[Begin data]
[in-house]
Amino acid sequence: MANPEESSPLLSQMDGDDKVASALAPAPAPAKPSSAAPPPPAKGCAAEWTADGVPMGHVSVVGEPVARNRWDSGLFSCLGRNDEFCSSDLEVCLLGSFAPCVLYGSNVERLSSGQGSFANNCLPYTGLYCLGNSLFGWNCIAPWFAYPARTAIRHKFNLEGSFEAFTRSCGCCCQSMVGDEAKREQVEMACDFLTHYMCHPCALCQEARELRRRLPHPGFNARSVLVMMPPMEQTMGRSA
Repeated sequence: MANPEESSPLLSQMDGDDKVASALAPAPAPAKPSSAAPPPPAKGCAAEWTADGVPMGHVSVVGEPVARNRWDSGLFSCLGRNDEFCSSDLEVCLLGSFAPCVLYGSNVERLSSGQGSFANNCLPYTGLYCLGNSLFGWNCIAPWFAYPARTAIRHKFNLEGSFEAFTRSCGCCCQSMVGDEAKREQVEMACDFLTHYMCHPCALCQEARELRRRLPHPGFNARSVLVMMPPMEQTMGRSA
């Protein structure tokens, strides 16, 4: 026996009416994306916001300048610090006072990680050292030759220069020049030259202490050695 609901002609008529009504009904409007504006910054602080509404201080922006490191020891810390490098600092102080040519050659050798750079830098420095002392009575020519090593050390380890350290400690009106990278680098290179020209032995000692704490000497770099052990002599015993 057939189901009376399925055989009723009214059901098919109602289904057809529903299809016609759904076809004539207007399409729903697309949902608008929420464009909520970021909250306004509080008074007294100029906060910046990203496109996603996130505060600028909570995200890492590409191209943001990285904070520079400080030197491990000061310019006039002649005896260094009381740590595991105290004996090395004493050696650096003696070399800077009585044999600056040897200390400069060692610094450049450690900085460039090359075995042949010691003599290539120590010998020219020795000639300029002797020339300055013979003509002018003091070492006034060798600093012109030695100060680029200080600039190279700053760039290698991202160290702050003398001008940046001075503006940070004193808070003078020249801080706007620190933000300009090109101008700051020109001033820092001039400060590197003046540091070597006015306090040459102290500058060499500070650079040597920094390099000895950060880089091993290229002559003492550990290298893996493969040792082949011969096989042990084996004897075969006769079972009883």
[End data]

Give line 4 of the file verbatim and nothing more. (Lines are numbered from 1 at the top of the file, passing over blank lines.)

């Protein structure tokens, strides 16, 4: 026996009416994306916001300048610090006072990680050292030759220069020049030259202490050695 609901002609008529009504009904409007504006910054602080509404201080922006490191020891810390490098600092102080040519050659050798750079830098420095002392009575020519090593050390380890350290400690009106990278680098290179020209032995000692704490000497770099052990002599015993 057939189901009376399925055989009723009214059901098919109602289904057809529903299809016609759904076809004539207007399409729903697309949902608008929420464009909520970021909250306004509080008074007294100029906060910046990203496109996603996130505060600028909570995200890492590409191209943001990285904070520079400080030197491990000061310019006039002649005896260094009381740590595991105290004996090395004493050696650096003696070399800077009585044999600056040897200390400069060692610094450049450690900085460039090359075995042949010691003599290539120590010998020219020795000639300029002797020339300055013979003509002018003091070492006034060798600093012109030695100060680029200080600039190279700053760039290698991202160290702050003398001008940046001075503006940070004193808070003078020249801080706007620190933000300009090109101008700051020109001033820092001039400060590197003046540091070597006015306090040459102290500058060499500070650079040597920094390099000895950060880089091993290229002559003492550990290298893996493969040792082949011969096989042990084996004897075969006769079972009883």